NEWARK, CA – May 5, 2021 – RMS®, the world’s leading catastrophe risk modeling and solutions company, today announces new models.
Speaking at the annual RMS Exceedance conference, Mohsen Rahnama Ph.D., chief risk modeling officer and executive vice president, said: “Risk is increasingly complex and connected. RMS is focused on providing the highest quality and most transparent, robust catastrophe models to the industry in this environment. With the new inland flood models and global flood hazard maps, we address an important set of regions where flood is the most important peril, and now cover 100 percent of flood premiums written worldwide. The significant update to the RMS North Atlantic Hurricane Models incorporates the latest science, and applies the learnings from 2017 onward.”
Global Flood Coverage
Key flood models and maps announced today at Exceedance 2021 include:
With this significant expansion, the RMS Global Flood Solution Suite now offers unmatched high-resolution flood model coverage and a unified approach to manage all global flood risk. These models and maps cover 100 percent of global property gross written premiums for flood.
North Atlantic Hurricane
Significant updates to the industry-leading North Atlantic Hurricane (NAHU) Models were also announced. The North Atlantic Hurricane Models Version 21.0 now include medium-term event rates, lessons learned from the 2017-2020 hurricane seasons, and a new alternative view of vulnerability for Florida Residential Lines. Importantly, RMS incorporated an alternative view of risk accounting for the Florida Building Code 25 percent Roof Replacement Rule, which was expanded from the High Velocity Hurricane Zone (HVHZ) to cover the entire state of Florida in the 2017 Florida Building Code. These key updates empower customers to make more informed rate setting decisions.
Additional 2021 RMS Models
RiskLink Version 21.0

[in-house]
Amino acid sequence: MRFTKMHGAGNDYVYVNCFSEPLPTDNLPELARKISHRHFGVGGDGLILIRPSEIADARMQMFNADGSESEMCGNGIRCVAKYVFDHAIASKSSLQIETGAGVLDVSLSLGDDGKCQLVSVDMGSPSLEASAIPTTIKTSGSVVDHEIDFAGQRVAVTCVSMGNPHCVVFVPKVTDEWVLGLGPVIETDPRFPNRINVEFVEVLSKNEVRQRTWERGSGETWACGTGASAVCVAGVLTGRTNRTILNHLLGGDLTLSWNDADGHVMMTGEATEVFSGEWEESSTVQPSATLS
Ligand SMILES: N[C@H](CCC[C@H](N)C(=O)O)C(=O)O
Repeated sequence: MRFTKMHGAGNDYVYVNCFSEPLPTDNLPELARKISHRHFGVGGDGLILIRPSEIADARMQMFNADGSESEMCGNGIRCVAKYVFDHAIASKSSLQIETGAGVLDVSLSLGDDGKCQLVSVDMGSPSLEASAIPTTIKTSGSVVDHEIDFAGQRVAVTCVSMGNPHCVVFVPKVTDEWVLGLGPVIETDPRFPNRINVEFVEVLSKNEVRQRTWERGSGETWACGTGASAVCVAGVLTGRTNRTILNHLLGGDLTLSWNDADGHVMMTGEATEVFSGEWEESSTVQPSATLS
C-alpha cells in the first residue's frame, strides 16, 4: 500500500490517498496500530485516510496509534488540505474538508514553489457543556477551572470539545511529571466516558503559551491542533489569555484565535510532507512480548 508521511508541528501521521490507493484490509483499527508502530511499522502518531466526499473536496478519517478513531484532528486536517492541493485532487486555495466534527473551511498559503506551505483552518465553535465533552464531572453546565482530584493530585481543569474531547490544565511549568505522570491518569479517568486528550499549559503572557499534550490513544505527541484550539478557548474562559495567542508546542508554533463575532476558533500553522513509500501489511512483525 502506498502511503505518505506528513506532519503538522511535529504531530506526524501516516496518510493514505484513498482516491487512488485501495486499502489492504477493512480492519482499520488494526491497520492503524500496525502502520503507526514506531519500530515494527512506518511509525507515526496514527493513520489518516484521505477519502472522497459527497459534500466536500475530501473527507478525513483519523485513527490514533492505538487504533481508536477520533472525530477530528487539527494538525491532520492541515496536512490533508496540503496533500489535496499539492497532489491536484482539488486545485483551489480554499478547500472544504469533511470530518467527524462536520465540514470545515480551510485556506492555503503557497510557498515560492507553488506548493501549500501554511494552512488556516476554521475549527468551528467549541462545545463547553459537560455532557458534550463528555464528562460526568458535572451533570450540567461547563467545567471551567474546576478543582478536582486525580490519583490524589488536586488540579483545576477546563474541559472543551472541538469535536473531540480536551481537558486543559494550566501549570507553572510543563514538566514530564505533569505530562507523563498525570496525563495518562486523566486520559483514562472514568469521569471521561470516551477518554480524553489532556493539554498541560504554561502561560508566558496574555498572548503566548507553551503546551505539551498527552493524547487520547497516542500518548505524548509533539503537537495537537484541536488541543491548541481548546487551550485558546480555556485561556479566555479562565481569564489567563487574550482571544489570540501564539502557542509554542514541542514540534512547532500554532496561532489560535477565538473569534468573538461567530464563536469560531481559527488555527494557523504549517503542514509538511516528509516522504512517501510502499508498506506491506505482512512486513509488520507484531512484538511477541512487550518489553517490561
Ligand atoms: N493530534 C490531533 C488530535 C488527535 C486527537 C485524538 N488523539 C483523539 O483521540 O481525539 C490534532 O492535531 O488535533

Newark, CA – November 16, 2022 - RMS®, a Moody’s Analytics company and a world-leading risk modeling and solutions company, estimates total private market U.S. insured losses from Hurricane Nicole to be less than US$2 billion, with the best estimate of US$1.6 billion. This estimate represents insured losses associated with wind, storm surge, and precipitation-induced flooding. Total insured loss estimates for Hurricane Nicole (US$ billions): Wind (incl. coverage leakage) + Surge Inland Flood excl. NFIP Total excl. NFIP Best Estimate Private Market Insured Loss 1.2 – 1.8 < 0.1 1.3 – 1.9 1.6 RMS estimates privately insured wind and storm surge losses of US$1.2 billion to US$1.8 billion from Hurricane Nicole, based on analysis of ensemble footprints in Version 21 of the RMS North Atlantic Hurricane Models. RMS ensemble footprints are reconstructions of Nicole’s hazard that capture the uncertainties surrounding observed winds and storm surge. RMS modelers developed and validated the wind, storm surge, and inland flood reconstructions and corresponding loss estimates using publicly available observations, including wind stations, river gauge water level data, and web reconnaissance. Jeff Waters, Staff Product Manager, North Atlantic Hurricane Models, RMS, said: “Even though Hurricane Nicole was much less intense than Hurricane Ian a few weeks prior, it exhibited a large wind field that impacted many of the same areas in Florida. RMS Event Response teams estimate that roughly 98 percent of postal codes in Florida impacted by Nicole were previously impacted by Hurricane Ian. Similar to other overlapping events from previous seasons, such as Hurricanes Ida and Nicholas in 2021, and Laura and Delta in 2020, we expect the overlapping nature of Hurricane Ian and Nicole to introduce significant uncertainties in the loss attribution and claims settlement process.” Additionally, RMS estimates losses for the National Flood Insurance Program (NFIP) from Nicole to be less than US$300 million, and primarily in Florida and Georgia. These losses were derived using the RMS view of NFIP exposure based on policy-in-force data published by FEMA, the Version 21 RMS North Atlantic Hurricane Models, and the RMS U.S. Inland Flood HD Model. Losses reflect property damage and business interruption to residential, commercial, industrial, and automobile lines of business, and consider sources of post-event loss amplification (PLA), inflationary trends, and non-modeled sources of loss. RMS expects the majority of wind and storm surge losses to come from Florida, and the majority of the NFIP and insured flood losses to come from both Florida and Georgia. “Historically, an event of Hurricane Nicole’s magnitude would not exhibit notable PLA impacts if it were to occur on its own. However, the fact that it closely follows a major event with Hurricane Ian, means that the same factors influencing PLA from Ian also apply to Nicole, including shortages of labor, materials, and claims adjusters. This is an example of compounding PLA effects,” said Sarah Hartley, Manager, Event Response, RMS. Hurricane Nicole was the fourteenth-named storm of the 2022 North Atlantic hurricane season, the eighth hurricane, and the second hurricane to make U.S. landfall this season. Nicole made landfall on November 10, 2022, near Vero Beach, Florida as a Category 1 hurricane on the Saffir-Simpson Hurricane Wind Scale with maximum sustained winds of 75 miles per hour (120 km/h). The storm brought a combination of strong winds, storm surge, and heavy rainfall to coastal and inland areas of Florida, including many that are still recovering from Hurricane Ian. Hurricane Nicole briefly re-emerged into the Gulf of Mexico as a tropical storm before weakening to a tropical depression and moving back onshore, tracking northward through the southeast U.S., the Carolinas, and mid-Atlantic regions. Prior to impacting the U.S., Hurricane Nicole hit parts of the Bahamas as both a tropical storm and Category 1 hurricane. However, RMS expected insured losses to be minimal in that region. There are two weeks left in the 2022 Atlantic Hurricane season, which officially ends on November 30. RMS industry loss estimates for landfalling hurricanes provide a comprehensive view, reflecting modeled and non-modeled impacts from all major drivers of damage, including wind, storm surge, and inland flooding. END The technology and data used in providing this information is based on the scientific data, mathematical and empirical models, and encoded experience of scientists and specialists. As with any model of physical systems, particularly those with low frequencies of occurrence and potentially high severity outcomes, the actual losses from catastrophic events may differ from the results of simulation analyses. RMS SPECIFICALLY DISCLAIMS ANY AND ALL RESPONSIBILITIES, OBLIGATIONS, AND LIABILITY WITH RESPECT TO ANY DECISIONS OR ADVICE MADE OR GIVEN AS A RESULT OF THIS INFORMATION OR USE THEREOF, INCLUDING ALL WARRANTIES, WHETHER EXPRESS OR IMPLIED, INCLUDING BUT NOT LIMITED TO, WARRANTIES OF NON-INFRINGEMENT, MERCHANTABILITY, AND FITNESS FOR A PARTICULAR PURPOSE. IN NO EVENT SHALL RMS (OR ITS PARENT, SUBSIDIARY, OR OTHER AFFILIATED COMPANIES) BE LIABLE FOR DIRECT, INDIRECT, SPECIAL, INCIDENTAL, OR CONSEQUENTIAL DAMAGES WITH RESPECT TO ANY DECISIONS OR ADVICE MADE OR GIVEN AS A RESULT OF THE CONTENTS OF THIS INFORMATION OR USE THEREOF.